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I've been FB friends with Roger Bell, Vai's old tech, for a few years now and occasionally I get some pics/stories from him. Roger is a really great guy and the people he has worked with/made friends with is INCREDIBLE. He was Vai's tech from the Sex And Religion days until Nordegg took over around the Ultra Zone.

There has been discussion over the years regarding the ebony fingerboards on the 7V's and why Ibanez stopped making them that way. I can get more on that in a bit, but first, Roger posted this the other day-



That is the original neck that came on EVO when Vai received the first 5 prototypes of the 7V's with different pick-ups. It's very much rosewood. Apparently, after the Sex And Religion tour, it warped and needed to be replaced. Roger says the neck he replaced it with was one of the spares he had on hand for the Attitude/Lasher guitars Vai would play "Kill The Guy With The Ball" with and smash at the end of the song. That neck would be the one that you can see in promo shots for ALS, Fire Garden on the the G3 DVD (that neck does not have the word JEM written on the headstock and the Ibanez logo was black).

The replacement neck was the neck that got smashed in Australia, which was replaced with the black headstock neck, which was taken off of Red Lace. That neck stayed on for a few years until it was replaced with a neck made in '00, which was the neck that the JEM-EVO was modeled after, then the True Temperament neck. There is currently a different neck on it that I don't believe is a TT neck, but slightly scalloped. (Jeroen can correct me if I'm wrong on that!) However, the guys at TT have made a new neck that's slightly scalloped for him, which will be going on EVO any time.

What's interesting is that none of those necks had an ebony fingerboard. I believe someone here asked Vai before about it at an EVO experience and Vai said he doesn't even really notice a difference. I imagine now that he's playing all scalloped necks, he notices it even less!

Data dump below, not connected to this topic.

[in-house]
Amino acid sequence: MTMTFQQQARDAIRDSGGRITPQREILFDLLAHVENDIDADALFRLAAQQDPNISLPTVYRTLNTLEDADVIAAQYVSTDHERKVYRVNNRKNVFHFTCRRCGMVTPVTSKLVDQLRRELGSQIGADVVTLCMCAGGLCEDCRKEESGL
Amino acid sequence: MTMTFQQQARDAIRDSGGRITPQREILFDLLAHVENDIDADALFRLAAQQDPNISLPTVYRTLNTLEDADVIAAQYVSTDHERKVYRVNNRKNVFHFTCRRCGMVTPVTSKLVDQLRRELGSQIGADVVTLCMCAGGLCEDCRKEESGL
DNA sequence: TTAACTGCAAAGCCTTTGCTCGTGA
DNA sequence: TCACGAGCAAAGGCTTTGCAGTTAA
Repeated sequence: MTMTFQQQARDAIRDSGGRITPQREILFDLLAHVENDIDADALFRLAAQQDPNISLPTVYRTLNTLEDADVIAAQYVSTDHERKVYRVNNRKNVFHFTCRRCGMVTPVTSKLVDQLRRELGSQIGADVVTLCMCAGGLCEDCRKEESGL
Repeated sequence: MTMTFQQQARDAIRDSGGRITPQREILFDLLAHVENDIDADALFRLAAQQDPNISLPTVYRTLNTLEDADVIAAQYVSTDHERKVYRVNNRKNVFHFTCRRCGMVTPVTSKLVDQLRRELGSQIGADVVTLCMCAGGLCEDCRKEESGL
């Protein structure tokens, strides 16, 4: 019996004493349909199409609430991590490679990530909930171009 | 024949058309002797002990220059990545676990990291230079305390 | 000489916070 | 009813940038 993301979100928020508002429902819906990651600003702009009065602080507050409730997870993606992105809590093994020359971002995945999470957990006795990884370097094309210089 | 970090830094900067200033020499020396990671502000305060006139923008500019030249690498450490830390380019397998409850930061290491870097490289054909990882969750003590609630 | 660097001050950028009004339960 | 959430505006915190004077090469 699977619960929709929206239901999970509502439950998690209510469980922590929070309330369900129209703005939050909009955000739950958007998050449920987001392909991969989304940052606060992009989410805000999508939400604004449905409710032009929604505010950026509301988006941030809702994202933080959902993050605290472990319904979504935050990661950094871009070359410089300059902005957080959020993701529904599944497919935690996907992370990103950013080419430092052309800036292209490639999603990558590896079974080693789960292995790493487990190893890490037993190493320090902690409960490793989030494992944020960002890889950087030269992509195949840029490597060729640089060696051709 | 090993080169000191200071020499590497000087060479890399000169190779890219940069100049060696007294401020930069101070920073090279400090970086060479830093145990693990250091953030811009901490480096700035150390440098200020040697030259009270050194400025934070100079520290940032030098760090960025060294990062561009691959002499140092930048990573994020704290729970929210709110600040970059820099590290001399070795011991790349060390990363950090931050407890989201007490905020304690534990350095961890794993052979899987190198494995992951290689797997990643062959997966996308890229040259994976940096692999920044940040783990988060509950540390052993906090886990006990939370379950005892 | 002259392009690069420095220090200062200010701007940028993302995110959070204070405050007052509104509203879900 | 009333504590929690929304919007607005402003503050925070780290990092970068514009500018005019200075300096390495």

There was speculation before on why Ibanez went with ebony for the first half of the 7V's production, we can keep speculating on that, but it's safe to say that the decision didn't matter much to Steve and was probably for a nicer contrast to the white finish more than anything.

So why did Ibanez stop using ebony on them? Jim Donahue was kind enough to drop a few words on FB and give some insight-

Jim Donahue: The reason why it was changed the real reason the ebony was Indian and had too many spots very high reject rate and the ebony would shrink and in a thin neck would over bow and had one way truss Rods
When asked why this didn't happen to all the 7V's leaving the factory-

Jim Donahue :Yes the problem guitars never made it out of the factory I was in charge of worldwide quality control back then
I know most don't care about this stuff and it's all trivia, but there are also guys out there like me who enjoy hearing the history of certain guitars and eat this stuff up. Also, the gentleman who got his hands on the broken EVO neck from 96' got it out of the trash can when it was discarded and pieced together a whole, smashed guitar out of parts that fell off them when Vai would smash them nightly! You can check that out here- https://www.vai.com/saturday-gear-p...8J6APK6duo_XAj36kme65HilnyoHZRAjOF3SVPS0Y55bM